Nirmala rape-murder case

'Investigation centered on proving innocent guilty'

August 29, 2018 09:28 AM DIL BAHADUR CHHATYAL/PUSHPARAJ JOSHI


KANCHANPUR, Aug 29: On July 27, Nirmala Pant of Bhimdatta Municipality-2 had gone to her friend's house to study but she was raped and subsequently murdered. Immediately after finding her lifeless body, her family and relatives launched protests to pressurize the police and the authorities concerned to launch investigation into the case and take action against whoever was responsible for the heinous crime. 

Dissatisfied with police investigation, Nirmala's relatives refused to claim her body for four days. Only after the police made a written commitment to find the culprit, did the family performed her final rites on July 30.

However, instead of finding the real culprit, police investigation got centered on only proving an innocent person guilty. 

In the first month of the investigation, police arrested Deepak Negi of Kanchanpur and Jeevan Gharti Magar of Kailali suspecting their connection to the incident. While Jeevan is mentally unstable, Deepak is an HIV-infected and is physically very weak. The police used temptation, threats and fear to make them accept the crime they had not committed. 

According to a reliable source, police first tried to persuade Deepak to own up the crime. “You are infected and weak. If you own up to the crime, we'll take good care of you in the prison and also provide you good food,” Deepak was told.

However, after he refused and all the evidence suggested that he does not have the physical strength to commit the crime, police tried to frame mentally-ill Jeevan. They sensed that Jeevan would have no one to defend him and he cannot defend himself, making him an easy target. 

Their attempts failed as locals did not believe police and accused them of trying to frame innocent people and protect the real culprit. After failed attempts, police released both Jeevan and Deepak on August 5.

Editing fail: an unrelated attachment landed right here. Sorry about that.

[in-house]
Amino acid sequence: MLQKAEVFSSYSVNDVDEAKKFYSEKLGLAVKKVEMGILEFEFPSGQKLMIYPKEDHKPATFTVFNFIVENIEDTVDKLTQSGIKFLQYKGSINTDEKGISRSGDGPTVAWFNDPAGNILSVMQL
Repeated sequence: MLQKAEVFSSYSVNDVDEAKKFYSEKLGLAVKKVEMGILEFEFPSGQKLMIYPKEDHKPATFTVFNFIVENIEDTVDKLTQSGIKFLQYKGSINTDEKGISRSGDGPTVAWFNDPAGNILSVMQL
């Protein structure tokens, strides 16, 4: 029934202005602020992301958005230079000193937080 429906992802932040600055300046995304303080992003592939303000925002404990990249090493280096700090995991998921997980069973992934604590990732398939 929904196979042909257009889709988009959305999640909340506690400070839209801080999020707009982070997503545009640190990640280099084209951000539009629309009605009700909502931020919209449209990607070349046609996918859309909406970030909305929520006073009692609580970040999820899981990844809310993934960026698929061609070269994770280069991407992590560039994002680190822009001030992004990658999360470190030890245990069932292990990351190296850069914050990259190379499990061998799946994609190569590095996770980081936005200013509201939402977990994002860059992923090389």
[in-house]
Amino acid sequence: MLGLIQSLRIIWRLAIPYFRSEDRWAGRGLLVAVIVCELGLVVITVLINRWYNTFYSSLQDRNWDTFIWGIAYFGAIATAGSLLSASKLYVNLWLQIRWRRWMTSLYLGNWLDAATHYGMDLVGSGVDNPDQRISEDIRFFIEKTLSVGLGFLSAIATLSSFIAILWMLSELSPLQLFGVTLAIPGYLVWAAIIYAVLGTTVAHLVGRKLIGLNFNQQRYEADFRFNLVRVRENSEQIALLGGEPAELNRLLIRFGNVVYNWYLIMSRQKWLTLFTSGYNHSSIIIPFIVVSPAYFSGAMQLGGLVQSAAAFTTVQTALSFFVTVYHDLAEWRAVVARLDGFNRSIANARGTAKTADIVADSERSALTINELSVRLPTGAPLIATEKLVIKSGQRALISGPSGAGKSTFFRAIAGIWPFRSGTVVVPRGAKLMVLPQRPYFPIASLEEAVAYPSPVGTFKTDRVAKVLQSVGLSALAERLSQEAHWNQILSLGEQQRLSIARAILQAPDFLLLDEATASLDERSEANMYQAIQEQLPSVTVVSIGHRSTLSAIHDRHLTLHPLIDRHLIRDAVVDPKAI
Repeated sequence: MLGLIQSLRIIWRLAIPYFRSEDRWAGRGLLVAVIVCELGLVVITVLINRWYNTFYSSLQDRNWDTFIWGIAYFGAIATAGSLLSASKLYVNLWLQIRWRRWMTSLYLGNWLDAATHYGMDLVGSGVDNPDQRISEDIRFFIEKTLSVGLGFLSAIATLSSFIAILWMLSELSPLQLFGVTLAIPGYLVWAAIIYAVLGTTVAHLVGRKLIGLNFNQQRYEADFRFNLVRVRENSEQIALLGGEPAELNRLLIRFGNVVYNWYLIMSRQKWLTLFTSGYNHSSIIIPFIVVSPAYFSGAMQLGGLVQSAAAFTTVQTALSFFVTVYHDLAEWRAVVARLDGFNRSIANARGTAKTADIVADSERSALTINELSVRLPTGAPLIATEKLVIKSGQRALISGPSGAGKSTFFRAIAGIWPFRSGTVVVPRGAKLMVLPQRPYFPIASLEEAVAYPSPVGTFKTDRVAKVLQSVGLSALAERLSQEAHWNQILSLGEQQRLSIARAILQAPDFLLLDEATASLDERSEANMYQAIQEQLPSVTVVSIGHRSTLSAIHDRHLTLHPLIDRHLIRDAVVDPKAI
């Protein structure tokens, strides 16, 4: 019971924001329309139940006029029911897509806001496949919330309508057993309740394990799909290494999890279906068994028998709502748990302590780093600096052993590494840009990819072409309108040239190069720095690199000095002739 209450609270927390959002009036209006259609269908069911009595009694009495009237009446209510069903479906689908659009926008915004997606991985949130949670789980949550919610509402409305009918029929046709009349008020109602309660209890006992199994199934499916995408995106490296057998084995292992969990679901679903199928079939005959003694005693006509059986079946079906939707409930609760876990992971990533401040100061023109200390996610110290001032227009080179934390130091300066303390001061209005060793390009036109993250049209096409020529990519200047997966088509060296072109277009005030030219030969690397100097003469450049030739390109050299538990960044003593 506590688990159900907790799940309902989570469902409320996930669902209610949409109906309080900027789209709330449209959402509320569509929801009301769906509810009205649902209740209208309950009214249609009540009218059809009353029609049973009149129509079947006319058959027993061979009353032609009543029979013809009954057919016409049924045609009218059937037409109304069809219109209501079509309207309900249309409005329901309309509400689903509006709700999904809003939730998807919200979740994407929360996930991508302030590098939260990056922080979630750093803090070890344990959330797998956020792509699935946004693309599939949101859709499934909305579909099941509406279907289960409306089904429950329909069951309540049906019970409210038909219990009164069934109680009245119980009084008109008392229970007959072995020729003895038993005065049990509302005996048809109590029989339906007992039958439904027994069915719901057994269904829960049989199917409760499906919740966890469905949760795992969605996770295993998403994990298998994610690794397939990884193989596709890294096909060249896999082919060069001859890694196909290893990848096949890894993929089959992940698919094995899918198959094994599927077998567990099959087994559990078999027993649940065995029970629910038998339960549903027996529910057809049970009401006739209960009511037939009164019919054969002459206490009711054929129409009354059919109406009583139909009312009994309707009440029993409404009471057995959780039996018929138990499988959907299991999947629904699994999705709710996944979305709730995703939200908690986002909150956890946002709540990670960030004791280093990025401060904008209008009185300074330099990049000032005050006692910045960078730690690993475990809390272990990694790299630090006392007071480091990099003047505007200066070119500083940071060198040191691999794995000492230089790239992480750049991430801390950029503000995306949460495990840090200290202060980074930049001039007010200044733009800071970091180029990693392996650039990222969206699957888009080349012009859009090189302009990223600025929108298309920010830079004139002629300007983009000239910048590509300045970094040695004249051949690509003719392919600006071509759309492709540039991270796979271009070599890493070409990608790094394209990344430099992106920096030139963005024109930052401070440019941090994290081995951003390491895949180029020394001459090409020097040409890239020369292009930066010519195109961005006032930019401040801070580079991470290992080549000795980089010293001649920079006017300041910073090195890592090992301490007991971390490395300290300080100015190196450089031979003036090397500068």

“Due to the wrongful report submitted by police, Minister for Home Affairs submitted inaccurate details to parliament. They left no stone unturned to hide their inefficiency, protect the culprit and frame the innocent,” said Lokendra Bista, a local.

Desperate to show progress in their investigation, police reached the house of Chakradev Badu on August 14. His home is near the site of the murder at Ukhubari. They arrested him and his 15-year-old sister Laxmi and 11-year-old brother Gautam. The two minors were released on the same day but Chakradev was released only after 11 days.

“They mentally tortured me to accept the crime I had not committed. They would ask irrelevant questions that I cannot remember answers of. They asked me what cloth I was wearing on that day and what vegetable I ate among other irrelevant questions,” said Chakradev.

He added that police made every effort to threaten and persuade him to own up the crime. “If I acknowledge that I committed the crime, police said I would get a reduced punishment and also a financial compensation. But I did not commit it and will not accept responsibility for it.”

According to him, police finally resorted to threats. “Police threatened to kill me and throw my body in Mahakali River if I do not accept the responsibility for the crime. But I did not budge from my stance.”

Police also arrested Dillip Singh Bista, 41, of Bhimdatta-19. He is another mentally-challenged person from a very poor family and begs for survival. On August 20, police organized a press conference and claimed that Dillip committed the crime and tried to justify it by giving wrong details of his behavior. 

However, locals of his ward did not believe it as police's stated behaviors of Dillip as they knew him well. Not just the locals of the ward, the almost every resident of Mahendranagar rejected him as the culprit.

Locals are outrageous with police's attempt to frame innocent persons instead of using resources to find the real culprit.  

 


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